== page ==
camps, detaining them there without
making provision to shelter, clone
or feed them, thus wilfully causing
tibslr extermination to the number ?J
hundreds of thousands?toy the sHow and
torturous process of starvation; and
Whereas, against these wrxvurs
a-g.unst Bliese revaluing acts of liiilvu
moinlrty. this government has time and
ag.un made veaveful protests to the
^nsdorn or Spain at the same time
endea.\onng by a hvdr^ul charity to
Heve those whom she had thus brought
?to such ,,,r? .listress. and ,?ir repeated
protests having been distvgarded and
our efforts of pKWan trophy havin?
proved una vailing, and
"Whereas, firmly eonvimoed that fur?
ther peaceful protests wlM prove equally
in rain, and that the recognition of the
independence of the repulbllc of Cuba
and armed intervention in its behalf
by thus government ?will alone be ef?
fective for the redress of past and the
prevention of future wrongs, and
?HVher.-as. while regretting the ne?
cessity?now imperious?for such ac?
tion, but mindful of our duty to a
neighboring people and to humanity,
and with a clear consciousness as to
t'he justness of our caui-o. and that
our la-etion 'Will 'meet with the approv?
ing judgment 'of all civilized peoples,
'??Now. therefore, he it
"iRiesolved. 'By the Senate and House
oif'Representatives of the United States
of Aimerica. In Congress assembled.
Unit the Independence of the republic
of ICu'ba 'be. and the same is heretoy
ceeogntized and that war against the
kingdom of Spain be. and the some in
hereby declared, and the President is
Cieroby authorised and directed to em?
ploy th,. Imd and naval forces of -the
United States of America to wage such
war to smceess."
'.Mr. Mason first spike of the oomdl
tiv n of affairs in Cuba and tlhe picture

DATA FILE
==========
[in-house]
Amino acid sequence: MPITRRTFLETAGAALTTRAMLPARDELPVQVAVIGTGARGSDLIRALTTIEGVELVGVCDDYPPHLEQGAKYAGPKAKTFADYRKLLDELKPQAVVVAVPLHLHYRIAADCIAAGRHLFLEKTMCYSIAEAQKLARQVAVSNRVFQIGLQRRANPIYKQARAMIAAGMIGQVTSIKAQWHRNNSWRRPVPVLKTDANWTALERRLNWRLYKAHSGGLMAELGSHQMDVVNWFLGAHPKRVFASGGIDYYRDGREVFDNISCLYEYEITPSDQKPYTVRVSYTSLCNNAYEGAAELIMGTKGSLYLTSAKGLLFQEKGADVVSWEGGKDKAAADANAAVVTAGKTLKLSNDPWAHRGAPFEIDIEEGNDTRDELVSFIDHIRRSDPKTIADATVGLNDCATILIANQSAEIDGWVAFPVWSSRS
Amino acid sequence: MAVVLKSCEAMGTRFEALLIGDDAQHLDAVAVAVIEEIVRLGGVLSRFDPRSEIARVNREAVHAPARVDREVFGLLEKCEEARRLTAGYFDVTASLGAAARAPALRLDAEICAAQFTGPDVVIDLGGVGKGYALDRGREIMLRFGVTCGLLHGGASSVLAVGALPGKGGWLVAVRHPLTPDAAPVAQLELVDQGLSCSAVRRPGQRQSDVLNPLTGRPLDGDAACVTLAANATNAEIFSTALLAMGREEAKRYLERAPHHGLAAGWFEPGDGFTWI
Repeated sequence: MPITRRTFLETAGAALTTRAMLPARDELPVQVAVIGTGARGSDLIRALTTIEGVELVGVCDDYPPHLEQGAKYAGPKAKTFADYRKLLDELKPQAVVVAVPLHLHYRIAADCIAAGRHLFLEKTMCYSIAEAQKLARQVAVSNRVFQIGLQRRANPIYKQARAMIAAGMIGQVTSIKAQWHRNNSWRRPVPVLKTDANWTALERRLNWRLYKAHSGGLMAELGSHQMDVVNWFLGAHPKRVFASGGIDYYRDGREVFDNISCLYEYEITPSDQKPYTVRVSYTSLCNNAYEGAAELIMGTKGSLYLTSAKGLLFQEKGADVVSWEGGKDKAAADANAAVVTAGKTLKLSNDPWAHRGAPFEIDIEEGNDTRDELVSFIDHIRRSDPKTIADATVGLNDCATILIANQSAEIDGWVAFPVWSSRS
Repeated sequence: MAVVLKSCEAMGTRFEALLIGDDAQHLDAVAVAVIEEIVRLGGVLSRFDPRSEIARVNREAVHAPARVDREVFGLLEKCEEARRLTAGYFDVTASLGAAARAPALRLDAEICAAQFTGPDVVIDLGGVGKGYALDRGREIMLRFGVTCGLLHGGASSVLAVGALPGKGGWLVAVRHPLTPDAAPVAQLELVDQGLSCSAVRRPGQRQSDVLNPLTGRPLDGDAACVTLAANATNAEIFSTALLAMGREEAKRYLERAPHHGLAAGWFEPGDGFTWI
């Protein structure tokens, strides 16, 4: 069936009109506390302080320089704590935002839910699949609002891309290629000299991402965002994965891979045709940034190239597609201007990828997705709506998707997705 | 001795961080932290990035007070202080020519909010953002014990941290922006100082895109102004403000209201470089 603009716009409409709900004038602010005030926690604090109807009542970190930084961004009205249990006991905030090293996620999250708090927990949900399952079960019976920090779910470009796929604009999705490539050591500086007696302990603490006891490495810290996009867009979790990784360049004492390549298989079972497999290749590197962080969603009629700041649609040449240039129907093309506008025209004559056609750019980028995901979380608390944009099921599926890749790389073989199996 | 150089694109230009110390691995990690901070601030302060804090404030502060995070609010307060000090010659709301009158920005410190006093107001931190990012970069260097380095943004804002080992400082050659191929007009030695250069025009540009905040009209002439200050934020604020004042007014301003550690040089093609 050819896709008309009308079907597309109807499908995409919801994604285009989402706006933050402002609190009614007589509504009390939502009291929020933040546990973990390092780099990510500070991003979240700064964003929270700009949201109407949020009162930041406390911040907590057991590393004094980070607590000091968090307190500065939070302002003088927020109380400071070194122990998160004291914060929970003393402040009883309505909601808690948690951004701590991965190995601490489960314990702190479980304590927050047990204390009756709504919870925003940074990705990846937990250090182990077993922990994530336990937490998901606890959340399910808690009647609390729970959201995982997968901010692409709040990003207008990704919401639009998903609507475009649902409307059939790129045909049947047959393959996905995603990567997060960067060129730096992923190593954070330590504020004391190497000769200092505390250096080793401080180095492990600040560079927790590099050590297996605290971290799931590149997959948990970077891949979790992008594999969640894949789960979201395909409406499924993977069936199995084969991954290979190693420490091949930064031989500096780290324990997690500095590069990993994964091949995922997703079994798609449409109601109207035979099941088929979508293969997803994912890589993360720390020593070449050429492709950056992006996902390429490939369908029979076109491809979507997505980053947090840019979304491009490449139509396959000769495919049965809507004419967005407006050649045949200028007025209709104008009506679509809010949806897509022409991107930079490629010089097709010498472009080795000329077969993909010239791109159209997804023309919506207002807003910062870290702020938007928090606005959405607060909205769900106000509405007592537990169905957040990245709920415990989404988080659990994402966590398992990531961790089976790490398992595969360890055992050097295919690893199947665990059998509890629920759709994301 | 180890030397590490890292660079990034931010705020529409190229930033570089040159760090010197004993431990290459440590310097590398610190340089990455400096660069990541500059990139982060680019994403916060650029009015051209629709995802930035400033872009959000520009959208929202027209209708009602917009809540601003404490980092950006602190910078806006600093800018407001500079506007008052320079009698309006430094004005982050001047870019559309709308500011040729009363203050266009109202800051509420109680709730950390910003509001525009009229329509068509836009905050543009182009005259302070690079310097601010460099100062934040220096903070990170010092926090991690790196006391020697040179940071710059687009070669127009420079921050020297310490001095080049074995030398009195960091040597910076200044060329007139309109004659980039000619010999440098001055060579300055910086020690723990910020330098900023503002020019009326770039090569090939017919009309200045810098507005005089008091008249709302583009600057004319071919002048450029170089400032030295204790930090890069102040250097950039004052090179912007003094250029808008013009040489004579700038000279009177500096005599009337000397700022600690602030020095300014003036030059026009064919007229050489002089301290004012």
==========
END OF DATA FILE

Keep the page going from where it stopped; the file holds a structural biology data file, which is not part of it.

painted toy those who had visited the
?Speaking of the destruction of the
Maine, -Mr. Mat-on said:
"The battleship Maine, our gallant
.-??hip. went down and 2(18 of our gallant
citizen sailors with her. At the finite,
-.-very" citizen Of the United States, fa
m.ilian with the Spanish character,
felt confident 'it was Spanish treach?
"?Suppose ninety of the sailors who
were ?murdered had been United States
Senators; suppose the balance had been
members of Comgresi- or made up of
judges amd leading professional and litis
inecs men.'would forty dayishaveelapsed
before wur was begun.or suppose oac.n
Senator had a ?m or father there?
Do we tell our children the truth when
we say that the l?fe of every .American
is of lequail value before flic law? They
were not Senators, they were saiilore.
Their wlidvjws and orphans cry aloud
to us. tile silent appeal of 2GS seamen
comes to us again and again, saying
we are Ifesh of your flesh, bone of your
bone and blood of your 'blood; we loved
tnd died for the Hag that shields you.
What is to toe our answer? Shall we
answer with money? Mr. President. 1
speak only for myself, and I am for
"Rut gentlemen may we say: "Don't
say you are 'for war: say you are for